On Thu, 07 Jul 2005 00:47:06 +0100, Christian Bau wrote:
<snip>
const char** -> char** is safe
These are both unsafe.


For the top example, I have a pointer to pointer-to-char being cast
to pointer to pointer-to-const-char. I don't see how any addition of
const qualifiers makes it unsafe. I now can't modify the char through
the pointer (**p = 'c'), but I fail to see how there are other issues.


You didn't examine Me's example closely enough. Here it is again with
commentary:

int main (void) {
const char c = 'c'; /* we declare c to be const-protected */
char * pc;
const char ** pcc = & pc ; /* we assign the address of a non-const
* char pointer to a doubly indirected const
* char pointer. You want want this cast
* conversion to be automatic */
*pcc = & c; /* now we assign the address of our
* const-protected variable c to the pointer
* that pcc points to, which is pc.
* i.e. this line is equivalent to pc = &c
* which plainly should not be allowed because
* it removes the const-protection from c. */
*pc = 'C'; /* now we can assign to our supposedly
* const-protected c variable by dereferencing
* our non-const pc pointer. Why? Because the
* cast from char ** to const char ** was
* automatically allowed. */
}
char*** -> const char*** is safe
const char*** -> char*** is unsafe


As are these. C allows


I'm afraid I still fail to see why the first is unsafe.


By extension for the same reason as Me's example shows.

<snip>
In my code, I have "char *type[]" passed to functions as "char **".
This is an argv-like array of pointers-to-strings. Most of the
functions don't modify the pointed-to objects. They might iterate
through them, copy them, etc.. In this case, I'm not modifying the
string array nor the strings themselves, so "const char * const *"
would be ideal, so it's obvious to the caller that it's read-only.
It's also useful to indicate functions that would not be safe to use
with truly const arrays of strings.

My only problem here is the compiler warning about the conversion
(char ** -> const char * const *), but I'm afraid I still don't
understand why this it, even with your examples.


That one semantically is still safe, since it would disallow the
problem assignment *pcc = &c in the above example.

It is not allowed by C though, I don't know why.

Nov 15 '05 #6

P: n/a
Netocrat <ne******@dodo.com.au> writes:
On Sun, 17 Jul 2005 19:07:48 +0100, Roger Leigh wrote:

For the top example, I have a pointer to pointer-to-char being cast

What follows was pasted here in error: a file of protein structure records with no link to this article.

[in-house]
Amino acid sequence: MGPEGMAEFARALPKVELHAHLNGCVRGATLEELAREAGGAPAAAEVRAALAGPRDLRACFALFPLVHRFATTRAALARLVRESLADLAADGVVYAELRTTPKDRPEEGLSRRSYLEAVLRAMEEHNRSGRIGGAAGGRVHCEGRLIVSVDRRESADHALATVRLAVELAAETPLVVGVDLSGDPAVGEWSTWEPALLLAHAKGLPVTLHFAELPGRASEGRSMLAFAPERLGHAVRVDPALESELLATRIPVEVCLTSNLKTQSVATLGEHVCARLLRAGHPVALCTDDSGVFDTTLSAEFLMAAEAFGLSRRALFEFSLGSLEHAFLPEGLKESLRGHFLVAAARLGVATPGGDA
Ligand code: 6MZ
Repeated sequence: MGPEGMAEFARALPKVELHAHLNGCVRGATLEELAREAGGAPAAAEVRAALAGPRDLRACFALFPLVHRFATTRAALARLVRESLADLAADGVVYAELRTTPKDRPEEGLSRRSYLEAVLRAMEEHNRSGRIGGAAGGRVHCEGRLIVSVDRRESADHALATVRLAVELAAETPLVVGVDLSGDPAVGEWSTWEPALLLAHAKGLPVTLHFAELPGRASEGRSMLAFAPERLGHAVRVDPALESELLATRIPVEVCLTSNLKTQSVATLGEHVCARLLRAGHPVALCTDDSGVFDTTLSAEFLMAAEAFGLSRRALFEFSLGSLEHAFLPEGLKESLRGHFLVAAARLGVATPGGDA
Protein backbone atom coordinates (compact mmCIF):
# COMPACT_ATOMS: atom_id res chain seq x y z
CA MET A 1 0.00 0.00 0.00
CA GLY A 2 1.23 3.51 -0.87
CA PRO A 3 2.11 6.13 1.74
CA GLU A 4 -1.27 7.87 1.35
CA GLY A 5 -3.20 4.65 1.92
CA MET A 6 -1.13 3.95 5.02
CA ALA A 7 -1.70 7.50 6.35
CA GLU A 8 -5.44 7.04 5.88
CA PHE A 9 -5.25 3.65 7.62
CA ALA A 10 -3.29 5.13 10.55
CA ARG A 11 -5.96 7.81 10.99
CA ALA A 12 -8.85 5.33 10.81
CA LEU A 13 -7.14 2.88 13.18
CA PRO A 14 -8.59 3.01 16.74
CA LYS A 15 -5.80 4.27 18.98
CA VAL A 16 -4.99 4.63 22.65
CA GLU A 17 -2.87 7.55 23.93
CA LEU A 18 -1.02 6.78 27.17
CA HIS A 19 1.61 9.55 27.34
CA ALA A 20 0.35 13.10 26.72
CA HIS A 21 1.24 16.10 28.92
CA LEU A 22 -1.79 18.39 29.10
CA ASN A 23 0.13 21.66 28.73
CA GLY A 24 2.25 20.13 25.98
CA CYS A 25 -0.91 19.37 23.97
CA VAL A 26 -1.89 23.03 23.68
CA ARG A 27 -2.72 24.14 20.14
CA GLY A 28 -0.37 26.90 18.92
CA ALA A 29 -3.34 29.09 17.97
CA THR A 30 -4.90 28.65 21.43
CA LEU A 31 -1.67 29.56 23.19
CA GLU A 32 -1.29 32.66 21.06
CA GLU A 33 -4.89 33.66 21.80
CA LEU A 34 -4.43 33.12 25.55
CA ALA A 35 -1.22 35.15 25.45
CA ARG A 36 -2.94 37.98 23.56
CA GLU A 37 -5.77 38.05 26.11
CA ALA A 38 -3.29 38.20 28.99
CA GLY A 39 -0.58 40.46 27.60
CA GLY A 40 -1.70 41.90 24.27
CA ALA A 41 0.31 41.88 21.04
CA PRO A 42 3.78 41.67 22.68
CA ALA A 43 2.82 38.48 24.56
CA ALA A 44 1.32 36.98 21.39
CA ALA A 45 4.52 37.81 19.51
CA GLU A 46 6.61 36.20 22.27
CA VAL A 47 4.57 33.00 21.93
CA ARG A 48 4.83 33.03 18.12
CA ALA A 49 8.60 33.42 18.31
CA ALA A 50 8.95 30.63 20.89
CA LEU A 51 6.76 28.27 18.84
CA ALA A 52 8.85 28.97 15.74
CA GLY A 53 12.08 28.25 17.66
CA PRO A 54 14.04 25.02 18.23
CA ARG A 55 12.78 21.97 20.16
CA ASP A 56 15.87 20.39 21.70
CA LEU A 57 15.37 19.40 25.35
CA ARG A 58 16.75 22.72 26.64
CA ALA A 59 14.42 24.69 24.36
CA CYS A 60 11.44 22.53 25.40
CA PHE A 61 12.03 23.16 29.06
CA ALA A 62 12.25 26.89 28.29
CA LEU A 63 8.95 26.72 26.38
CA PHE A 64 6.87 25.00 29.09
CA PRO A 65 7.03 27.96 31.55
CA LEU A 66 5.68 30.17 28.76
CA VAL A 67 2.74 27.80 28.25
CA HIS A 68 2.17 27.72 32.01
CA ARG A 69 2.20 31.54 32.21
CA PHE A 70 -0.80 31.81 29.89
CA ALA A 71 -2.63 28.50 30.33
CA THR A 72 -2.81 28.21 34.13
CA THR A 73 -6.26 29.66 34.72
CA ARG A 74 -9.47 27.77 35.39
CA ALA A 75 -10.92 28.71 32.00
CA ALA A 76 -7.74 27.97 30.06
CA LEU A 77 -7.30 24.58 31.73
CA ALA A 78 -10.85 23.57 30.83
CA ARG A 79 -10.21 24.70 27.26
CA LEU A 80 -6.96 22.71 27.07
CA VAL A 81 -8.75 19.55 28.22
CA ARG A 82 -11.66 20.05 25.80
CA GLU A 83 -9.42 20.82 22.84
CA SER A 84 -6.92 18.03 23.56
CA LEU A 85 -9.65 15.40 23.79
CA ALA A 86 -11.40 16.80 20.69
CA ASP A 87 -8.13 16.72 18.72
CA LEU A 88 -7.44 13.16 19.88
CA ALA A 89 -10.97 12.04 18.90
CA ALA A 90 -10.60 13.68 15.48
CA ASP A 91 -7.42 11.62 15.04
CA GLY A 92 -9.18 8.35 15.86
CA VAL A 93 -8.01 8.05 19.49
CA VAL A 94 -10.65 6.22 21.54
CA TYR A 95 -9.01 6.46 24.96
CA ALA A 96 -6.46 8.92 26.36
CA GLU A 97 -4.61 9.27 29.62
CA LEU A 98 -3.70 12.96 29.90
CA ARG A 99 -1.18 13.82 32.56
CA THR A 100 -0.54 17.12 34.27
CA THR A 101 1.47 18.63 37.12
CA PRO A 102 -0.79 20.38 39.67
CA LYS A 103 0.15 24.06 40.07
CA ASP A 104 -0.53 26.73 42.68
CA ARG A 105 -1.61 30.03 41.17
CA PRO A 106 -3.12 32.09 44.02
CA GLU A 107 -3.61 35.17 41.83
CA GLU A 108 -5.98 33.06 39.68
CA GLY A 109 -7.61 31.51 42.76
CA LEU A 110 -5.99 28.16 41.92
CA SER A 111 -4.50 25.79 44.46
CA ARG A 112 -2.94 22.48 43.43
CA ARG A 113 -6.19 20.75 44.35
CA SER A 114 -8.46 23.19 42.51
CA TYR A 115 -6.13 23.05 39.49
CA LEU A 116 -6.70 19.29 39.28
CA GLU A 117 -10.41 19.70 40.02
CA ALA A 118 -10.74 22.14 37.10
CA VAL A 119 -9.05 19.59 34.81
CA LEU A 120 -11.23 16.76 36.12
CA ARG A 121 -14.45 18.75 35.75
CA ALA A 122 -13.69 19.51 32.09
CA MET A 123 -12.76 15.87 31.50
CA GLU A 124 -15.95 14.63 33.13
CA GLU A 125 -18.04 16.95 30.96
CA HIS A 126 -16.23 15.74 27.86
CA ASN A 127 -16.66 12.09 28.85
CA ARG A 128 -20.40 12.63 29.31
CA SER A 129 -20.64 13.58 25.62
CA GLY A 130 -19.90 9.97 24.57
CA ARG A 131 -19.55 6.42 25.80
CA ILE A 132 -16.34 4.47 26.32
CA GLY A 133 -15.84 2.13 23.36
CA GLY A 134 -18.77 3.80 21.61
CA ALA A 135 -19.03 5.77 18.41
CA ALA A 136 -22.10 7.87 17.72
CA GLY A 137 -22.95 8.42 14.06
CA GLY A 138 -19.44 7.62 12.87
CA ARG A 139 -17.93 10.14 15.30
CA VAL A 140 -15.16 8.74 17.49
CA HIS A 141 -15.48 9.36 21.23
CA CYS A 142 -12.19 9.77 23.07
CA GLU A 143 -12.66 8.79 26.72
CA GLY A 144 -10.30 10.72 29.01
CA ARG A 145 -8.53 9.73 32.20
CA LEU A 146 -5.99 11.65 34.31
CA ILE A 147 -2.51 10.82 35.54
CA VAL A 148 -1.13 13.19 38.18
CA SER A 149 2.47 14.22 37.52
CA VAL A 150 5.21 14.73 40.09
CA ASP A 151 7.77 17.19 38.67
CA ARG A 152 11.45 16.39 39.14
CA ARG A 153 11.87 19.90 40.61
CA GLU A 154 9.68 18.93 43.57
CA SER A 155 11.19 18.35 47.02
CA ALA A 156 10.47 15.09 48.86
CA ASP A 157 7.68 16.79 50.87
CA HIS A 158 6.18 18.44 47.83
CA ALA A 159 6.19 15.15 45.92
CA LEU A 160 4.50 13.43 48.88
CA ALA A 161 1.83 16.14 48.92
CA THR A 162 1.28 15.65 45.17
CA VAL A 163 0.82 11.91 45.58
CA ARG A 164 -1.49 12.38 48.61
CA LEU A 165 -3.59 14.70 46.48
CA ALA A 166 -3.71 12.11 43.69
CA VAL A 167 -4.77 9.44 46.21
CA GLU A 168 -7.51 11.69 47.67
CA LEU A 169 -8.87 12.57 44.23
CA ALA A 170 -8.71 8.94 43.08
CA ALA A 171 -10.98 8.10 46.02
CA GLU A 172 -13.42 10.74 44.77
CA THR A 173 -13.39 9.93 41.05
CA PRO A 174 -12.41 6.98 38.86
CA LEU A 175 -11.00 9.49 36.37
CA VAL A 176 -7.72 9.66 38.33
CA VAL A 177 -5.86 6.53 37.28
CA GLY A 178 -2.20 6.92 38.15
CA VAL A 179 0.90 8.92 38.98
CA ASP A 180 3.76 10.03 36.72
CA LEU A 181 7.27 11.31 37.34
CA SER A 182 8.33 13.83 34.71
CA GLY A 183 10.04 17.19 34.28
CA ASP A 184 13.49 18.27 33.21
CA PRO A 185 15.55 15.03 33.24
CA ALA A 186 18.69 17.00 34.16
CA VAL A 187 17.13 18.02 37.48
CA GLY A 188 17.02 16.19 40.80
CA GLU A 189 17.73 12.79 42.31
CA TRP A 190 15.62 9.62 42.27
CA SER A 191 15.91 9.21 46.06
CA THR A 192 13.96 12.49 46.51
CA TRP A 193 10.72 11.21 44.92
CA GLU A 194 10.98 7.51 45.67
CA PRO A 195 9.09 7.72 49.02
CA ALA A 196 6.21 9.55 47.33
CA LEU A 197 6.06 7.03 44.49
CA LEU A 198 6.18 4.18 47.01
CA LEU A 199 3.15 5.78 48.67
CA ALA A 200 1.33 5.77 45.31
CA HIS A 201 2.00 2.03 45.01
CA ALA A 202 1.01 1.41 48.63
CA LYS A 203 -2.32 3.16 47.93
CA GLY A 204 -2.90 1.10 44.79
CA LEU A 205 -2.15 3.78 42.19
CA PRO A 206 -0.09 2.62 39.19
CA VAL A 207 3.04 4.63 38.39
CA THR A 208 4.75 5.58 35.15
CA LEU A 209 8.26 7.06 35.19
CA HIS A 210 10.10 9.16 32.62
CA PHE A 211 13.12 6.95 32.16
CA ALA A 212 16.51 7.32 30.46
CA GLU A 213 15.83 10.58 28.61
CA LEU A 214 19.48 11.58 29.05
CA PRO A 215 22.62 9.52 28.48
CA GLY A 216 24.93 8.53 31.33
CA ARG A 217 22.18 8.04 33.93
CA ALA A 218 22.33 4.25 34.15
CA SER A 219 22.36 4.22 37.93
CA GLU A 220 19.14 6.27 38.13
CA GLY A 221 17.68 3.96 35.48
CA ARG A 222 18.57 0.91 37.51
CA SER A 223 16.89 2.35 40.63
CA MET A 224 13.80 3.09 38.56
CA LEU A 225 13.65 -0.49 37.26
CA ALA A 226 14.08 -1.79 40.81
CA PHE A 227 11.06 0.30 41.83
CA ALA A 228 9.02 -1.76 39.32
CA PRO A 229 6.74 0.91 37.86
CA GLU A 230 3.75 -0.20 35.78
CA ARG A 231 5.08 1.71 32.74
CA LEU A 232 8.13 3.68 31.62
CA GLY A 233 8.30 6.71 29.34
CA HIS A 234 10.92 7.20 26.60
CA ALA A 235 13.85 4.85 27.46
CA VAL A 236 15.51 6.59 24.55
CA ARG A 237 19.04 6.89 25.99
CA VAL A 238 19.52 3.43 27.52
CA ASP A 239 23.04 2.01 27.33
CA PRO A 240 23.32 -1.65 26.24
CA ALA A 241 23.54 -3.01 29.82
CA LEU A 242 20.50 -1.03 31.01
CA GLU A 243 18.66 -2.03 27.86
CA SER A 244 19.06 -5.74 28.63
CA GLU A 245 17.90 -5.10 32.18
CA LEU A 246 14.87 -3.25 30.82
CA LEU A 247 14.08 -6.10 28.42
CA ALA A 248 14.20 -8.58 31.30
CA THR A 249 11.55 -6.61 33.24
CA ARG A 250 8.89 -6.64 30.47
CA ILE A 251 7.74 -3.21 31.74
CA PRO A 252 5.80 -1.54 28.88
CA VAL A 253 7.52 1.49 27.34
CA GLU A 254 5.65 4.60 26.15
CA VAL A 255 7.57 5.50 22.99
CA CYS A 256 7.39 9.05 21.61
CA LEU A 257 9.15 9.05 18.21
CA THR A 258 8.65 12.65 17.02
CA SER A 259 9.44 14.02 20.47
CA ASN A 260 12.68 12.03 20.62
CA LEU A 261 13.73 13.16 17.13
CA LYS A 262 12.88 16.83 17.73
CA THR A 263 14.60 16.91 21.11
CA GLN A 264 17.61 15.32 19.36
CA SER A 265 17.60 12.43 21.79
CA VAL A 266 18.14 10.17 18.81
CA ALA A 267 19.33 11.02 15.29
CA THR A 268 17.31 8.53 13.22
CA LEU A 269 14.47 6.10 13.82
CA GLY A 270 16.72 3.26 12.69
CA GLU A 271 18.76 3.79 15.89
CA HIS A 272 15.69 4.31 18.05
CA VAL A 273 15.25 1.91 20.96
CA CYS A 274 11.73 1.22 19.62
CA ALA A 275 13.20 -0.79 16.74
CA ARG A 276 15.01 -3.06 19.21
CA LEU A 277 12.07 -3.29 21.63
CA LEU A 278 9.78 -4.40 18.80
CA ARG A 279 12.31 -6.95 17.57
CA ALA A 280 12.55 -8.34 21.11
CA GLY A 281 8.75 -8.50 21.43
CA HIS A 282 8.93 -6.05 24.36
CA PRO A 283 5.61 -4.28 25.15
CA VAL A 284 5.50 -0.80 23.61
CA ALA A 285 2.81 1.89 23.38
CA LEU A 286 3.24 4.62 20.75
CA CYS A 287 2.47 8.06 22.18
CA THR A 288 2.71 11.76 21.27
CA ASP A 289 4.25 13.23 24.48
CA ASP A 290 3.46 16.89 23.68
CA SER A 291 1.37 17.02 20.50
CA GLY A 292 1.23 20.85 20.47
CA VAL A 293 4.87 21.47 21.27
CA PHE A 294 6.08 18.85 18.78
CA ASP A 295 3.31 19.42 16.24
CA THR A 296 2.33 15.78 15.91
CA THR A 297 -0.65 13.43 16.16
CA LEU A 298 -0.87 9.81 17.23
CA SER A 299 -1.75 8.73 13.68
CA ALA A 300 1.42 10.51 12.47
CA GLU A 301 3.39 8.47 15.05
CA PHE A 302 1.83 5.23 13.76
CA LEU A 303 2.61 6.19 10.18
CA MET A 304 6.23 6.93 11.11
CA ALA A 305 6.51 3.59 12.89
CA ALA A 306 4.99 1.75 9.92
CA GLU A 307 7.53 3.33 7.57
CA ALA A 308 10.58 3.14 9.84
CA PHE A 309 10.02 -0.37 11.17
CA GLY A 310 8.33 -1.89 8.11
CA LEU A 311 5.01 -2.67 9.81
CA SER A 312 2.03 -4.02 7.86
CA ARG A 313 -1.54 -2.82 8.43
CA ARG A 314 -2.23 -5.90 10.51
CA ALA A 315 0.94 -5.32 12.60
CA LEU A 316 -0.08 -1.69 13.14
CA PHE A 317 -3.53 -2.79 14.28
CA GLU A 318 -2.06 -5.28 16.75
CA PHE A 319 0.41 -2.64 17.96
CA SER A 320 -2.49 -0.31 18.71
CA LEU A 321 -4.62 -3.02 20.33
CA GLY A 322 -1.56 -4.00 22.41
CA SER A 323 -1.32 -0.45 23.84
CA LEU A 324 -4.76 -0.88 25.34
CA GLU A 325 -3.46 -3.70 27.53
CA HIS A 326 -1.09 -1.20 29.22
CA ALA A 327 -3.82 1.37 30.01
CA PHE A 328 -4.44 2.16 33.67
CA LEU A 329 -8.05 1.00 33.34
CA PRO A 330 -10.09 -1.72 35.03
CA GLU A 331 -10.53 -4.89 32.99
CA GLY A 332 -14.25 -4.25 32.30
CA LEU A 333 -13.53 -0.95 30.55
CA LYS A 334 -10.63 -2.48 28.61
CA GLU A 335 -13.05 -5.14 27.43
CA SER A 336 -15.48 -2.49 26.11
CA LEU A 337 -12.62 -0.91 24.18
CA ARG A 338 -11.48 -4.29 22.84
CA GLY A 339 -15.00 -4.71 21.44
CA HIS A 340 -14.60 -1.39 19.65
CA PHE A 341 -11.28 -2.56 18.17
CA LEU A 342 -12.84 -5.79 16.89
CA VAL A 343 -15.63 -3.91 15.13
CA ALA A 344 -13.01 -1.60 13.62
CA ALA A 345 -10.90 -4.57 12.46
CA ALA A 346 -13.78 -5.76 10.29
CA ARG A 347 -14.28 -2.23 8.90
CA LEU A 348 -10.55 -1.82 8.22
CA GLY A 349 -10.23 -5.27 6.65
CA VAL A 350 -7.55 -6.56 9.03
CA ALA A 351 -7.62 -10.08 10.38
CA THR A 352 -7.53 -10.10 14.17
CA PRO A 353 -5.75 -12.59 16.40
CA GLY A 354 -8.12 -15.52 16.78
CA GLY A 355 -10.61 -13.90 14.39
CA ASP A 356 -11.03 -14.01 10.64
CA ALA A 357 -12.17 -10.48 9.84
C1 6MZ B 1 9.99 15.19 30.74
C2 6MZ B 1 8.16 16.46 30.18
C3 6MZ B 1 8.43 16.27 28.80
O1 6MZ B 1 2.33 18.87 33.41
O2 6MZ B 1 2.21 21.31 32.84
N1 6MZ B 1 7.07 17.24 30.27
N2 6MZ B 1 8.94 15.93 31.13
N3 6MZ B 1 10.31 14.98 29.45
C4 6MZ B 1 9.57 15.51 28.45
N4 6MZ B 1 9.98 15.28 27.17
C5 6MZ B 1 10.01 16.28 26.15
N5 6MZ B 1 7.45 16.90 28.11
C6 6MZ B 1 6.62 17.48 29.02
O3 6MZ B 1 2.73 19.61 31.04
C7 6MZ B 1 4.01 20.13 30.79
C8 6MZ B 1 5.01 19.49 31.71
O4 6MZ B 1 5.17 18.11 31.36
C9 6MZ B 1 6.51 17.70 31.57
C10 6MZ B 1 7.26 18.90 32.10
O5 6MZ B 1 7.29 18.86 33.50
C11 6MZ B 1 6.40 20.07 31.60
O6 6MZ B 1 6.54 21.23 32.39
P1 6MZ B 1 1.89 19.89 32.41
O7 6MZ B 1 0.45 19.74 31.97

to pointer to pointer-to-const-char. I don't see how any addition of
const qualifiers makes it unsafe. I now can't modify the char through
the pointer (**p = 'c'), but I fail to see how there are other issues.


You didn't examine Me's example closely enough. Here it is again with
commentary:


Thanks, that makes much more sense.
--
Roger Leigh
Printing on GNU/Linux? http://gimp-print.sourceforge.net/
Debian GNU/Linux http://www.debian.org/
GPG Public Key: 0x25BFB848. Please sign and encrypt your mail.
Nov 15 '05 #7

P: n/a
On Mon, 18 Jul 2005 18:20:03 +1000, Netocrat <ne******@dodo.com.au>
wrote:

<snip>
My only problem here is the compiler warning about the conversion
(char ** -> const char * const *), but I'm afraid I still don't
understand why this it, even with your examples.


That one semantically is still safe, since it would disallow the
problem assignment *pcc = &c in the above example.

It is not allowed by C though, I don't know why.


AIUI because it was simpler to think of, explain, and prove safe, the
single simple rule T * -> qualified T * . Remember that qualification
itself was new in C90 and there wasn't widespread experience with
implementation and use. C++, with the benefit of hindsight and perhaps
more time to analyze, does allow it.

- David.Thompson1 at worldnet.att.net
Nov 15 '05 #8

P: n/a
Dave Thompson <da*************@worldnet.att.net> wrote:

AIUI because it was simpler to think of, explain, and prove safe, the
single simple rule T * -> qualified T * . Remember that qualification
itself was new in C90 and there wasn't widespread experience with
implementation and use. C++, with the benefit of hindsight and perhaps
more time to analyze, does allow it.


Correct. Unfortunately, the C++ standard describes the language
sufficiently differently from the way C did that it isn't possible to
just pick up the words from the C++ standard and plug them into the C
standard. C also adopted the additional "restrict" qualifier, which
will require a revision of the rules since it doesn't seem to behave the
same as const and volatile.

-Larry Jones

Is it too much to ask for an occasional token gesture of appreciation?!
-- Calvin
Nov 15 '05 #9